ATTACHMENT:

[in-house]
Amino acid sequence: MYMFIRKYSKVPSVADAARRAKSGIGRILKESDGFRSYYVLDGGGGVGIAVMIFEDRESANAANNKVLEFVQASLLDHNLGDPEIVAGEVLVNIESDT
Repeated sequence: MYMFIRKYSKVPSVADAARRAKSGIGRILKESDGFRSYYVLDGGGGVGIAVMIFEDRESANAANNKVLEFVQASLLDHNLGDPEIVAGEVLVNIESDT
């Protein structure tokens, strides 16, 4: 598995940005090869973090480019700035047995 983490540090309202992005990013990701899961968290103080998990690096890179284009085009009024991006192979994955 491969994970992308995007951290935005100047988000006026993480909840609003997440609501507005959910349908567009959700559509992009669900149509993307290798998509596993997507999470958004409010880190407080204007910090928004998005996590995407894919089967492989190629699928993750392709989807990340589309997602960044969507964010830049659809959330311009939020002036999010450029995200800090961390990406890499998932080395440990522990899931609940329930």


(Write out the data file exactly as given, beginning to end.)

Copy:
[in-house]
Amino acid sequence: MYMFIRKYSKVPSVADAARRAKSGIGRILKESDGFRSYYVLDGGGGVGIAVMIFEDRESANAANNKVLEFVQASLLDHNLGDPEIVAGEVLVNIESDT
Repeated sequence: MYMFIRKYSKVPSVADAARRAKSGIGRILKESDGFRSYYVLDGGGGVGIAVMIFEDRESANAANNKVLEFVQASLLDHNLGDPEIVAGEVLVNIESDT
């Protein structure tokens, strides 16, 4: 598995940005090869973090480019700035047995 983490540090309202992005990013990701899961968290103080998990690096890179284009085009009024991006192979994955 491969994970992308995007951290935005100047988000006026993480909840609003997440609501507005959910349908567009959700559509992009669900149509993307290798998509596993997507999470958004409010880190407080204007910090928004998005996590995407894919089967492989190629699928993750392709989807990340589309997602960044969507964010830049659809959330311009939020002036999010450029995200800090961390990406890499998932080395440990522990899931609940329930």